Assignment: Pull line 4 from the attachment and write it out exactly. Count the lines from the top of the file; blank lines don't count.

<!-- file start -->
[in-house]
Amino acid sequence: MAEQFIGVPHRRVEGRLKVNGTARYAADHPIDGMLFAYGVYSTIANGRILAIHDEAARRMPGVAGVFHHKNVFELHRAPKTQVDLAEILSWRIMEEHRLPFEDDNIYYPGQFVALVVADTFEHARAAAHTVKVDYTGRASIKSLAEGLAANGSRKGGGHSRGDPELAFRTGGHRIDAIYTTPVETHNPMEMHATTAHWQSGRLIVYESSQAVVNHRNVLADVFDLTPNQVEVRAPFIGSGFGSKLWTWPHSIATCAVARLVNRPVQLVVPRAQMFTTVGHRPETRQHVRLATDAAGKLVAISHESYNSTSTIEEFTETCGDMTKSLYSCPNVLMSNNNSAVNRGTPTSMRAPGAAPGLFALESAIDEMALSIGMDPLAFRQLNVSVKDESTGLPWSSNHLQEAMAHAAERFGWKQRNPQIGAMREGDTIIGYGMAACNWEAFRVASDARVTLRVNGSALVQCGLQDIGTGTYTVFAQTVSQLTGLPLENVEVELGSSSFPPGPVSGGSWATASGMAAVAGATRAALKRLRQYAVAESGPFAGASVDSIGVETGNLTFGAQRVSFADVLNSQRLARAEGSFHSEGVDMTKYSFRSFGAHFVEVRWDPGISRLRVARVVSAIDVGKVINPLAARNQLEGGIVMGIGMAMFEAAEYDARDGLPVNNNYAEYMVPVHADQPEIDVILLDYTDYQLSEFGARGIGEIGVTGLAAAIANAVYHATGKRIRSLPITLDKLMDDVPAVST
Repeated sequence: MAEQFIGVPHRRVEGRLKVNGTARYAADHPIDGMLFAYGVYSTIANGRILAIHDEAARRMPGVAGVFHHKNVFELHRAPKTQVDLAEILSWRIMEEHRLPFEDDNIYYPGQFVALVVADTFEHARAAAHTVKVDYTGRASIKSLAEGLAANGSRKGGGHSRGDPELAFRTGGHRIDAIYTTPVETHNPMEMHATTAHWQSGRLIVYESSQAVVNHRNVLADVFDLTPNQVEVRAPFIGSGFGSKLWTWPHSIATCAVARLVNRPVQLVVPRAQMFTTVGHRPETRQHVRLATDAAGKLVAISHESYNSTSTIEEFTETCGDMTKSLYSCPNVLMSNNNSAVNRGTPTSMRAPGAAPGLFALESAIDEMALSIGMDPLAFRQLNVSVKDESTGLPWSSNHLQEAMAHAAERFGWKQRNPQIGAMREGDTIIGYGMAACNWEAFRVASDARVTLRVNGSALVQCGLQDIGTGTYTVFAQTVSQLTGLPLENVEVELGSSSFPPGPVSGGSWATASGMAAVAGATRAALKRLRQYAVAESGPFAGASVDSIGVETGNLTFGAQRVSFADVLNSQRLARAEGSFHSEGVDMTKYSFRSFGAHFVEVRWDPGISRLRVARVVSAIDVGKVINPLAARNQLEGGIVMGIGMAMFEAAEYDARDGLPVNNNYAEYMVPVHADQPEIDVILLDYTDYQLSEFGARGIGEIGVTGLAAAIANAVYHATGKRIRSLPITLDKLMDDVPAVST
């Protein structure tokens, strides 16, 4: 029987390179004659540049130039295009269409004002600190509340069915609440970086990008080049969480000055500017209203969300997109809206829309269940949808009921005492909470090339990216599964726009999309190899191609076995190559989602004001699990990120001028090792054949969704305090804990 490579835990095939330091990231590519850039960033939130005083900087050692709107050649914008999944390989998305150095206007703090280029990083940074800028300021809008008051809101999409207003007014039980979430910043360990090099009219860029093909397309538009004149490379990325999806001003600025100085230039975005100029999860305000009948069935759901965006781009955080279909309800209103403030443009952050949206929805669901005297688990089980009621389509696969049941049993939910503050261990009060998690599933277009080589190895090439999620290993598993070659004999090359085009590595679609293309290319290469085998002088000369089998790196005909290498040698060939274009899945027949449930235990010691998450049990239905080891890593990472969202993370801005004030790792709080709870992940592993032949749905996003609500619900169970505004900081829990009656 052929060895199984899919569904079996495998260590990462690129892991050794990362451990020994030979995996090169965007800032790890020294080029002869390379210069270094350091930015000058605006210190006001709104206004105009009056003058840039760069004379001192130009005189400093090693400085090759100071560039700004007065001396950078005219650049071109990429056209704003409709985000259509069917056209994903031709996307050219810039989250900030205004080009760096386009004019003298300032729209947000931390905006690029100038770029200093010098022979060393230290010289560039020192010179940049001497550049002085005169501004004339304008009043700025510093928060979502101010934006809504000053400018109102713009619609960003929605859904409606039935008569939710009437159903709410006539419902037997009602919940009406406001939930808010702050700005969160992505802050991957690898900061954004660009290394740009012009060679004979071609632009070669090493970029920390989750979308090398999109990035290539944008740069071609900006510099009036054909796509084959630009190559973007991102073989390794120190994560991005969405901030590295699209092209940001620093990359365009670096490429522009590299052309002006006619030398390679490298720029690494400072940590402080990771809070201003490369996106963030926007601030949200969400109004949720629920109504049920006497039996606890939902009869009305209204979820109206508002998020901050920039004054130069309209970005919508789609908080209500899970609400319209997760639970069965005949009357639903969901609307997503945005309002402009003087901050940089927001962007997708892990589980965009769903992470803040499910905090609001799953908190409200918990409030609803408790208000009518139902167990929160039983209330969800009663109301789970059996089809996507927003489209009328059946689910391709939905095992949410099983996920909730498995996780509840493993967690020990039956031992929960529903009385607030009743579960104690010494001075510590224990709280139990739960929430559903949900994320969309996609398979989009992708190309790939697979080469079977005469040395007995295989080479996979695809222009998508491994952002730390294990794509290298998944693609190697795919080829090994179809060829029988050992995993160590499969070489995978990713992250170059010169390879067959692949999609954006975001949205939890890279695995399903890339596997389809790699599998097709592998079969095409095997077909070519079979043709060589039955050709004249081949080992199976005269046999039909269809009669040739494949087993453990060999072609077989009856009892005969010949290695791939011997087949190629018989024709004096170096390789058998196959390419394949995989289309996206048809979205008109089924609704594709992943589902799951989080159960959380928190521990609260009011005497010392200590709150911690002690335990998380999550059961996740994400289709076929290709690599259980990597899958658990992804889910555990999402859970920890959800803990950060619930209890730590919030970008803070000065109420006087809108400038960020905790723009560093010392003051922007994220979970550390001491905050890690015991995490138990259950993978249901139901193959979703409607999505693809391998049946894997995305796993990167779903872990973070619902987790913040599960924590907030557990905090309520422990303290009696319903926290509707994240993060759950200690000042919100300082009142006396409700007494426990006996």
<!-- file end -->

């Protein structure tokens, strides 16, 4: 029987390179004659540049130039295009269409004002600190509340069915609440970086990008080049969480000055500017209203969300997109809206829309269940949808009921005492909470090339990216599964726009999309190899191609076995190559989602004001699990990120001028090792054949969704305090804990 490579835990095939330091990231590519850039960033939130005083900087050692709107050649914008999944390989998305150095206007703090280029990083940074800028300021809008008051809101999409207003007014039980979430910043360990090099009219860029093909397309538009004149490379990325999806001003600025100085230039975005100029999860305000009948069935759901965006781009955080279909309800209103403030443009952050949206929805669901005297688990089980009621389509696969049941049993939910503050261990009060998690599933277009080589190895090439999620290993598993070659004999090359085009590595679609293309290319290469085998002088000369089998790196005909290498040698060939274009899945027949449930235990010691998450049990239905080891890593990472969202993370801005004030790792709080709870992940592993032949749905996003609500619900169970505004900081829990009656 052929060895199984899919569904079996495998260590990462690129892991050794990362451990020994030979995996090169965007800032790890020294080029002869390379210069270094350091930015000058605006210190006001709104206004105009009056003058840039760069004379001192130009005189400093090693400085090759100071560039700004007065001396950078005219650049071109990429056209704003409709985000259509069917056209994903031709996307050219810039989250900030205004080009760096386009004019003298300032729209947000931390905006690029100038770029200093010098022979060393230290010289560039020192010179940049001497550049002085005169501004004339304008009043700025510093928060979502101010934006809504000053400018109102713009619609960003929605859904409606039935008569939710009437159903709410006539419902037997009602919940009406406001939930808010702050700005969160992505802050991957690898900061954004660009290394740009012009060679004979071609632009070669090493970029920390989750979308090398999109990035290539944008740069071609900006510099009036054909796509084959630009190559973007991102073989390794120190994560991005969405901030590295699209092209940001620093990359365009670096490429522009590299052309002006006619030398390679490298720029690494400072940590402080990771809070201003490369996106963030926007601030949200969400109004949720629920109504049920006497039996606890939902009869009305209204979820109206508002998020901050920039004054130069309209970005919508789609908080209500899970609400319209997760639970069965005949009357639903969901609307997503945005309002402009003087901050940089927001962007997708892990589980965009769903992470803040499910905090609001799953908190409200918990409030609803408790208000009518139902167990929160039983209330969800009663109301789970059996089809996507927003489209009328059946689910391709939905095992949410099983996920909730498995996780509840493993967690020990039956031992929960529903009385607030009743579960104690010494001075510590224990709280139990739960929430559903949900994320969309996609398979989009992708190309790939697979080469079977005469040395007995295989080479996979695809222009998508491994952002730390294990794509290298998944693609190697795919080829090994179809060829029988050992995993160590499969070489995978990713992250170059010169390879067959692949999609954006975001949205939890890279695995399903890339596997389809790699599998097709592998079969095409095997077909070519079979043709060589039955050709004249081949080992199976005269046999039909269809009669040739494949087993453990060999072609077989009856009892005969010949290695791939011997087949190629018989024709004096170096390789058998196959390419394949995989289309996206048809979205008109089924609704594709992943589902799951989080159960959380928190521990609260009011005497010392200590709150911690002690335990998380999550059961996740994400289709076929290709690599259980990597899958658990992804889910555990999402859970920890959800803990950060619930209890730590919030970008803070000065109420006087809108400038960020905790723009560093010392003051922007994220979970550390001491905050890690015991995490138990259950993978249901139901193959979703409607999505693809391998049946894997995305796993990167779903872990973070619902987790913040599960924590907030557990905090309520422990303290009696319903926290509707994240993060759950200690000042919100300082009142006396409700007494426990006996």